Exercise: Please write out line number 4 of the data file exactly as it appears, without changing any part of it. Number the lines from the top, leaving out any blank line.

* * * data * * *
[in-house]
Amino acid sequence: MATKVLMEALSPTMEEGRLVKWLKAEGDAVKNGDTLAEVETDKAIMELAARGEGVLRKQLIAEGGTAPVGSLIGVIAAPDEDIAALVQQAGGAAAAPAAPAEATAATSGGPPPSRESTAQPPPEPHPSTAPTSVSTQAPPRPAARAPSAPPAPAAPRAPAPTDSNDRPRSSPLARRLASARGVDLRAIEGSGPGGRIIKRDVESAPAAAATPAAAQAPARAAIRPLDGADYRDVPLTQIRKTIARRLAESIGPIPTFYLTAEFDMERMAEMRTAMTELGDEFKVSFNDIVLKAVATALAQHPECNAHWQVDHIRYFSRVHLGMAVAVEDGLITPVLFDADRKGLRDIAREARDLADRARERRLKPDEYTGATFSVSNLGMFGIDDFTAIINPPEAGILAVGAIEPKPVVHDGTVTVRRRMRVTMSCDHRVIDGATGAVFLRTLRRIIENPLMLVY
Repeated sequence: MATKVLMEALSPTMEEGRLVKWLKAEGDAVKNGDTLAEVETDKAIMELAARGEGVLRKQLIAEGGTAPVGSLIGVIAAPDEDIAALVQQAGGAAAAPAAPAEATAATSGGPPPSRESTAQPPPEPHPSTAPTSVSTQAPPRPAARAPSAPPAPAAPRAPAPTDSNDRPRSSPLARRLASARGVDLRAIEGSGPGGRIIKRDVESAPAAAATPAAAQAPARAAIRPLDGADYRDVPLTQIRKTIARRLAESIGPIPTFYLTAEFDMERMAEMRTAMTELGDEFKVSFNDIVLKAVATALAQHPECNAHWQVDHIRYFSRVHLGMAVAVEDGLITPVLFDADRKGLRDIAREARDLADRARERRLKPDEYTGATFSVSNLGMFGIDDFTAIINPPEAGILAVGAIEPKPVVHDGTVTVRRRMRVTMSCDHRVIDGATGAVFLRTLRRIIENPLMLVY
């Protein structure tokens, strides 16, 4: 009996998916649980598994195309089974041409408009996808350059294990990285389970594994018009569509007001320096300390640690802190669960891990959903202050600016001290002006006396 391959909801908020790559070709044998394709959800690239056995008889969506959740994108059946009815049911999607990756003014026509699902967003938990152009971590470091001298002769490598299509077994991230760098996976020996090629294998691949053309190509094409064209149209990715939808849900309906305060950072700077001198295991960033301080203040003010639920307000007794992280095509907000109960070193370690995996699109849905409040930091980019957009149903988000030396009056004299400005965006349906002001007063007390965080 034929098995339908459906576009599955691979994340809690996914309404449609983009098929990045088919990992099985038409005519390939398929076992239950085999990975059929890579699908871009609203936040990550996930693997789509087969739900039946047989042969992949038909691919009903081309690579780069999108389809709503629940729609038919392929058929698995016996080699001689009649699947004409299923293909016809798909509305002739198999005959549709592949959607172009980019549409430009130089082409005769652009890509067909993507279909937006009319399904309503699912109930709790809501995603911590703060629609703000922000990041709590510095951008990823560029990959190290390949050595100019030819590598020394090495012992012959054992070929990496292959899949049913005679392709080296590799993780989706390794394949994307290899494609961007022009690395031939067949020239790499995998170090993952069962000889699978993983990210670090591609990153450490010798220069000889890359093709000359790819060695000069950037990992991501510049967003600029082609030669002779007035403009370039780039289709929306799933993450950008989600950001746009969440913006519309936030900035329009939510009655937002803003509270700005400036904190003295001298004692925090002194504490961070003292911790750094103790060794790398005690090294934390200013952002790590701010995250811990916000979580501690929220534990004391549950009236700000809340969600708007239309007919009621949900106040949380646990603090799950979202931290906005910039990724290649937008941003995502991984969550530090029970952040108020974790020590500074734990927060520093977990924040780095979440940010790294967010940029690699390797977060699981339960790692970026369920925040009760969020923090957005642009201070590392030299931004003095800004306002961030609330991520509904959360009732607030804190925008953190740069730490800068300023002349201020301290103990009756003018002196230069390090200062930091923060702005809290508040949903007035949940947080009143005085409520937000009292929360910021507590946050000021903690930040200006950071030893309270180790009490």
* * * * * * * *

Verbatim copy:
């Protein structure tokens, strides 16, 4: 009996998916649980598994195309089974041409408009996808350059294990990285389970594994018009569509007001320096300390640690802190669960891990959903202050600016001290002006006396 391959909801908020790559070709044998394709959800690239056995008889969506959740994108059946009815049911999607990756003014026509699902967003938990152009971590470091001298002769490598299509077994991230760098996976020996090629294998691949053309190509094409064209149209990715939808849900309906305060950072700077001198295991960033301080203040003010639920307000007794992280095509907000109960070193370690995996699109849905409040930091980019957009149903988000030396009056004299400005965006349906002001007063007390965080 034929098995339908459906576009599955691979994340809690996914309404449609983009098929990045088919990992099985038409005519390939398929076992239950085999990975059929890579699908871009609203936040990550996930693997789509087969739900039946047989042969992949038909691919009903081309690579780069999108389809709503629940729609038919392929058929698995016996080699001689009649699947004409299923293909016809798909509305002739198999005959549709592949959607172009980019549409430009130089082409005769652009890509067909993507279909937006009319399904309503699912109930709790809501995603911590703060629609703000922000990041709590510095951008990823560029990959190290390949050595100019030819590598020394090495012992012959054992070929990496292959899949049913005679392709080296590799993780989706390794394949994307290899494609961007022009690395031939067949020239790499995998170090993952069962000889699978993983990210670090591609990153450490010798220069000889890359093709000359790819060695000069950037990992991501510049967003600029082609030669002779007035403009370039780039289709929306799933993450950008989600950001746009969440913006519309936030900035329009939510009655937002803003509270700005400036904190003295001298004692925090002194504490961070003292911790750094103790060794790398005690090294934390200013952002790590701010995250811990916000979580501690929220534990004391549950009236700000809340969600708007239309007919009621949900106040949380646990603090799950979202931290906005910039990724290649937008941003995502991984969550530090029970952040108020974790020590500074734990927060520093977990924040780095979440940010790294967010940029690699390797977060699981339960790692970026369920925040009760969020923090957005642009201070590392030299931004003095800004306002961030609330991520509904959360009732607030804190925008953190740069730490800068300023002349201020301290103990009756003018002196230069390090200062930091923060702005809290508040949903007035949940947080009143005085409520937000009292929360910021507590946050000021903690930040200006950071030893309270180790009490």